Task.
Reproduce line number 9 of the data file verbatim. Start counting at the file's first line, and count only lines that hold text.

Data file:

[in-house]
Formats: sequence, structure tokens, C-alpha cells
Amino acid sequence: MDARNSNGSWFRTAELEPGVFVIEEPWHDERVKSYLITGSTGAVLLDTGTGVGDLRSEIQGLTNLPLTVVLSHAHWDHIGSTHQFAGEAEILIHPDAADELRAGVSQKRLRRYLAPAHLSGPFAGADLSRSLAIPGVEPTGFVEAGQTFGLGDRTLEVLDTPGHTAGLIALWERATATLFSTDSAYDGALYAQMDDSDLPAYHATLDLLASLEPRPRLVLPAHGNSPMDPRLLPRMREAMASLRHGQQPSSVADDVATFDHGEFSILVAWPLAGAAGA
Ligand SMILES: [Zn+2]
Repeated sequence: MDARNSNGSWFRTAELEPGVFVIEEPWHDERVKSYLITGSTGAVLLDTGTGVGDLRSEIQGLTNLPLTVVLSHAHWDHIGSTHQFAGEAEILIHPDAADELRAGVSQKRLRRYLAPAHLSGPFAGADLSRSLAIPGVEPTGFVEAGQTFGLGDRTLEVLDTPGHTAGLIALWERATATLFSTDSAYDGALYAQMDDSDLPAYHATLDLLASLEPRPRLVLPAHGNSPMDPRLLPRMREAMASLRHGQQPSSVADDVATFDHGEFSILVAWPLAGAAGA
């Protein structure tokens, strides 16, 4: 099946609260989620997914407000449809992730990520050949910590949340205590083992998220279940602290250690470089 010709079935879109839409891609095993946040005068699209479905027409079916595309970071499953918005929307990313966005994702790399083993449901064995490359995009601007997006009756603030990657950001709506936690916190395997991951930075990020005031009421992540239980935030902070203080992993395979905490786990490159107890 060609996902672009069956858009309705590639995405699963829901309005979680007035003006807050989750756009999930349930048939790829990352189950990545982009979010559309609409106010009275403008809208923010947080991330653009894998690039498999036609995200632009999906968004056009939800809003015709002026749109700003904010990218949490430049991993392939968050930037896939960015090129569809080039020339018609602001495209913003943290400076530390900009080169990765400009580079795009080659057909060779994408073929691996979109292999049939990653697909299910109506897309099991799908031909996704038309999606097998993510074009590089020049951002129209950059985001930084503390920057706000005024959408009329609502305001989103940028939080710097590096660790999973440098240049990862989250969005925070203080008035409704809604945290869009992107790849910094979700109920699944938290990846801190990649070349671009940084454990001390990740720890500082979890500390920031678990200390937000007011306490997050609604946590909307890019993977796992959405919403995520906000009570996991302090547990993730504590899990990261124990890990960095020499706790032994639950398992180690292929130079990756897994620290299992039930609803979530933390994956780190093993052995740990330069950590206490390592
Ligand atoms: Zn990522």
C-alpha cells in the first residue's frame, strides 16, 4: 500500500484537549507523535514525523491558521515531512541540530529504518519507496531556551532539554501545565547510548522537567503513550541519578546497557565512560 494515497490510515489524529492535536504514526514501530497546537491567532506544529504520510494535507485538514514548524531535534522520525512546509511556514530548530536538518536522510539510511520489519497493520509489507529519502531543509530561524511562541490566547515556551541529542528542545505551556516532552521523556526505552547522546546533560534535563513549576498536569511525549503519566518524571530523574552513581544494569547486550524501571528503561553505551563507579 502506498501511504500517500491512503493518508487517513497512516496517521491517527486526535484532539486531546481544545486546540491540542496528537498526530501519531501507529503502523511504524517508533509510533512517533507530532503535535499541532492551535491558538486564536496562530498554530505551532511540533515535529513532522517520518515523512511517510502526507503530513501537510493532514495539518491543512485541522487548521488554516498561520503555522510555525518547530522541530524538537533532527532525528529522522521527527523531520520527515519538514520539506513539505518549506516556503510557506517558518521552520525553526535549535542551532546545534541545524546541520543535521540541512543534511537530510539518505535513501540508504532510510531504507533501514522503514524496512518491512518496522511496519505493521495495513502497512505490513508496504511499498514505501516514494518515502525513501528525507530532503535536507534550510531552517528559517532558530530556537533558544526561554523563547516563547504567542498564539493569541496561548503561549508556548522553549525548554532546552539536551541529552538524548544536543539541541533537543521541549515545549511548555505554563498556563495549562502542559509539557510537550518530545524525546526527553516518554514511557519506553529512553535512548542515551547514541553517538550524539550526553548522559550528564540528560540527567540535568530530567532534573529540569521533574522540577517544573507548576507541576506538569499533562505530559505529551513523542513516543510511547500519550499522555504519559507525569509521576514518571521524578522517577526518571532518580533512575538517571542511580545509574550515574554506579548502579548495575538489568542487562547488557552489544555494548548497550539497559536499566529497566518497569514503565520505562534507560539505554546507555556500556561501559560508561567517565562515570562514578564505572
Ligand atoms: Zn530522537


Ligand atoms: Zn530522537